Emerging Market Financial Crises and the Second Reform of the International Financial Architecture

  • Anthony Elson


The second reform of the IFA followed an unprecedented expansion in financial globalization from the mid-1970s until the mid-1990s that encompassed both advanced and emerging market economies. This period of financial globalization was encouraged by the onset of floating exchange rates among the major advanced countries, the removal of capital controls in these countries, and the liberalization of their domestic financial markets. The growth in international financial flows involved at first large banks in the major financial center countries of Europe, Japan, and North America during the 1970s and 1980s and then spread to private portfolio capital (bonds and equity) and foreign direct investment in the 1990s (see figure 2.3). These two periods of sharp upswings in the flow of foreign capital, followed by major reversals, were later repeated in the run-up and aftermath of the current financial crisis. The volatility of these flows has been a continuing problem for the stability of the international financial system.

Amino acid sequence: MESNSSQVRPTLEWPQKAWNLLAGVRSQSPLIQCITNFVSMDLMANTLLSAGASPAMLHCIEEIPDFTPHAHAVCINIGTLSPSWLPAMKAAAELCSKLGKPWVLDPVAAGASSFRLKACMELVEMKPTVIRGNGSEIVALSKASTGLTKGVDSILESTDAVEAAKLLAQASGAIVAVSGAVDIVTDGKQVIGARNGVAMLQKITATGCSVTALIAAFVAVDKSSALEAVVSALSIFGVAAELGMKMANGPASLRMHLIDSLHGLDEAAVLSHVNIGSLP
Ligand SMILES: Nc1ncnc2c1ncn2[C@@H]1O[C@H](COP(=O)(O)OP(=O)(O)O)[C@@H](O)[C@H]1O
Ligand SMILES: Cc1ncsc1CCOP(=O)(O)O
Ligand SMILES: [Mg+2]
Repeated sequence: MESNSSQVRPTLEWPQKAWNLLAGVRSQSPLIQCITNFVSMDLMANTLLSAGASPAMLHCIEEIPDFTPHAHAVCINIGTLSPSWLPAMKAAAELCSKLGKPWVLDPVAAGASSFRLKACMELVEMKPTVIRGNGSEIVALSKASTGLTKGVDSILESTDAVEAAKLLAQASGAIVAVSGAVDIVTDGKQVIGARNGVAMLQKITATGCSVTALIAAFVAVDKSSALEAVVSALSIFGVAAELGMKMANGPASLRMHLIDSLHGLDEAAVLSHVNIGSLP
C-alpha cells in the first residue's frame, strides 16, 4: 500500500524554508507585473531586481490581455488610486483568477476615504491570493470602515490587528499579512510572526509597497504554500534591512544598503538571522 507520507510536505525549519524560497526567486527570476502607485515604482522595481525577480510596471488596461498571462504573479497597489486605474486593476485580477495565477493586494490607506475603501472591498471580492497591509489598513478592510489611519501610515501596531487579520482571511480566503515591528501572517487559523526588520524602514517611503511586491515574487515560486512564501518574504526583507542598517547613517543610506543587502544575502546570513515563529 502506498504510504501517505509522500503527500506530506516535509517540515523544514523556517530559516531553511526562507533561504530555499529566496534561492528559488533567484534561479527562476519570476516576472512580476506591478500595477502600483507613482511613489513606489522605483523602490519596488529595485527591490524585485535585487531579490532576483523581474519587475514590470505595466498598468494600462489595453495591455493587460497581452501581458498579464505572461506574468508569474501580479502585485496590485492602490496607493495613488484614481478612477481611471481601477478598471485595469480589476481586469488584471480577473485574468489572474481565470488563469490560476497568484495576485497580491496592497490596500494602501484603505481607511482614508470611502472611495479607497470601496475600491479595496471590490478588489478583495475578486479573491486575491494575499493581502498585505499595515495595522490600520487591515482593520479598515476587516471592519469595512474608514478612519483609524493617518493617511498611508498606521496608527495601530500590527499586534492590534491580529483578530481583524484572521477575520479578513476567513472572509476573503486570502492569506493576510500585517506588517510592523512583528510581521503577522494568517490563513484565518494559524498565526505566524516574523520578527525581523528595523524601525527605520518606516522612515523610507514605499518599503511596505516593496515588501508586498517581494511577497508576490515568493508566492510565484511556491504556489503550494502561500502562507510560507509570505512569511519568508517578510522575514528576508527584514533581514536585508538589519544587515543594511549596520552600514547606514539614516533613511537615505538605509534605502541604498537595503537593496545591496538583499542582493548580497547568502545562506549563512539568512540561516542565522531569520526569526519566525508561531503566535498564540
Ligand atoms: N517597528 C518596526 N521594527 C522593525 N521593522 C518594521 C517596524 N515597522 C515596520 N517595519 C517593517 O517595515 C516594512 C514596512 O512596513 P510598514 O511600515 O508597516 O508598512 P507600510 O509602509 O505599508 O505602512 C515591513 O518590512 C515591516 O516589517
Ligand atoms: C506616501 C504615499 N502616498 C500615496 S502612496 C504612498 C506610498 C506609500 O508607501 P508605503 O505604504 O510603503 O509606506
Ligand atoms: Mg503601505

Capital Inflow Capital Control Emerge Market Economy International Account Standard Board Debt Restructuring 
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© Anthony Elson 2011

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  • Anthony Elson

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